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The Food Page

    QUICK TIPS - CONSUMERS INTERESTED IN ORDERING DIRECT
  1. Have an idea about what you want. If you are ordering meat, get an idea about how much you might use in a month for instance and which cuts you prefer.
  2. If you need assistance in preparing the food, ask the farmer. Most often, they have recipes they'd love to share that are quick and easy. Farmers are busy people too.
  3. If you need help in deciding how you want an animal cut up and processed for instance, ask the locker or farmer what types of products they recommend. Many lockers have specialty items like Polish sausage, beef sticks, ham or hot dogs. Often they have ethnic favorites or something that is their own special recipe. Think about how many pork chops or steaks you'd like in a package. If you have a family of five, you'll have larger packages made up than if there are two or three of you at home.
  4. Ask farmers how they raise the food or products they are selling. Are the animals raised drug free? Were they finished on grain or grass? Were pesticides used on your produce? If yes, which ones?
  5. Buying from a farmer is not like a drive-thru window. It takes a little more time, but developing the relationship with your food and the folks raising it is worth every moment�and it is a legacy you will hopefully pass on to your children.
  6. Take time to enjoy the food. Don't think of eating as something you have to rush through before you go here or there. Make it an experience. Choose recipes young children can help out with � cracking farm fresh eggs into a bowl for cookies, sprinkling pepper on their hamburgers or setting the table.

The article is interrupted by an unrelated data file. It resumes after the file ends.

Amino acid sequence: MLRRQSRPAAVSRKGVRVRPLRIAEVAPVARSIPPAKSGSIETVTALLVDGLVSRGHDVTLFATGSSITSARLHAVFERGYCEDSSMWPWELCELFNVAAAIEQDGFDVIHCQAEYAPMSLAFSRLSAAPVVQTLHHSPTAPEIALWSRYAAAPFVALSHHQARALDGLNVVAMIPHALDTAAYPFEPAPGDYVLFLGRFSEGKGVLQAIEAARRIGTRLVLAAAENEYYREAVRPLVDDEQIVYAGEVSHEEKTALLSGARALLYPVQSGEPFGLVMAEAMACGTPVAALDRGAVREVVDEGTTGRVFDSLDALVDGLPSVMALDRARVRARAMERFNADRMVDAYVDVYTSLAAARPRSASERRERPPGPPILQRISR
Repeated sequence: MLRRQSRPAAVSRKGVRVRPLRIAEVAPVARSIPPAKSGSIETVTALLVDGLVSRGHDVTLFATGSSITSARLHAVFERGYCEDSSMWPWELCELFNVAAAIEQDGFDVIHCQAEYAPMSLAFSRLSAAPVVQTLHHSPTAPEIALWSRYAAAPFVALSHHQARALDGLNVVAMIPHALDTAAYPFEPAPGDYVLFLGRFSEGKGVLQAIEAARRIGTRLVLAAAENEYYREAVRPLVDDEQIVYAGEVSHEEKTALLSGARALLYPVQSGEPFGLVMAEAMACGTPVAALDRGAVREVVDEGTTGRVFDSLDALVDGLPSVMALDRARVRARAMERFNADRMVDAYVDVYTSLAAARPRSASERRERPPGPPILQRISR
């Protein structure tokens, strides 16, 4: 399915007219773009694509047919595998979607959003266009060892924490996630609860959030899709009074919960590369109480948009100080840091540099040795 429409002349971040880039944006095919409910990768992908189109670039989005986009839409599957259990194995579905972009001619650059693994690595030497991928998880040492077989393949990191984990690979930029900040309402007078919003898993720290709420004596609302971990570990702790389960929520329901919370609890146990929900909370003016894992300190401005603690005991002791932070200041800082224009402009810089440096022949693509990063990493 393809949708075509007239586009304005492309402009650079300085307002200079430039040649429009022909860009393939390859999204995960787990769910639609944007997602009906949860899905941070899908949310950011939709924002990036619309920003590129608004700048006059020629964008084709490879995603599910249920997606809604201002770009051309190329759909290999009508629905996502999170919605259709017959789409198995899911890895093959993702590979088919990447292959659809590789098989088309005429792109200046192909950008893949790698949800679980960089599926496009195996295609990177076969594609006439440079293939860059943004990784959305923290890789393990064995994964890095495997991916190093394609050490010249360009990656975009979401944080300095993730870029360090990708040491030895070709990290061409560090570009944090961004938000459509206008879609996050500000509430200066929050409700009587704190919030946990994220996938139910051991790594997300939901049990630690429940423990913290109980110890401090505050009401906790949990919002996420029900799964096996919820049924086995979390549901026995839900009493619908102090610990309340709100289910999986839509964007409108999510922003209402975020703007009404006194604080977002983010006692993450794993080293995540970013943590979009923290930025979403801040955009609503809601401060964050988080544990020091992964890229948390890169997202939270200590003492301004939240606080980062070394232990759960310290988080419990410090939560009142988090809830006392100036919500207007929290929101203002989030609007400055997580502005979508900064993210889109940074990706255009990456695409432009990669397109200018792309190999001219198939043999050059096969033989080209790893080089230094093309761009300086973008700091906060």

7. Make it a point to eat together as a family as much as possible. Sitting down at a table together and breaking bread is one of the wonderful experiences of food and family, so don't rush it. Farm fresh food is raised to be enjoyed and experienced in a healthy way.
  8. Spend time at a local farmers market. It's a great place to meet farmers, see wonderful variety in food sources and learn more about the bounty of the region.
  9. Cheap food is not always good food. Americans have never been hungry in mass except perhaps during the Great Depression, so we often don't appreciate where food comes from and the value of good, safe food in our diets. Quality, locally grown food, raised in a healthy way can be a boost to your personal health, so don't expect it to be cookie cutter-style or discount store cheap. Family farmers take extra care to raise their food in ways that consumers find more appealing � organic, grassfed, drug free etc. � but there are costs of time and labor involved in these methods and the farmers must make a living too. So go for good food, not necessarily cheap food.
  10. Decide to choose a colorful diet. When it is locally raised, food of color is most healthful. Deep green beans, red radishes, purple plums, orange carrots. Go for variety. Go for colorful menus.
  11. Remember that purchasing locally grown food raised with care by a farm family you know and trust is one of the best things you can do to provide a safe, healthful diet for your family and support rural America at the same time.
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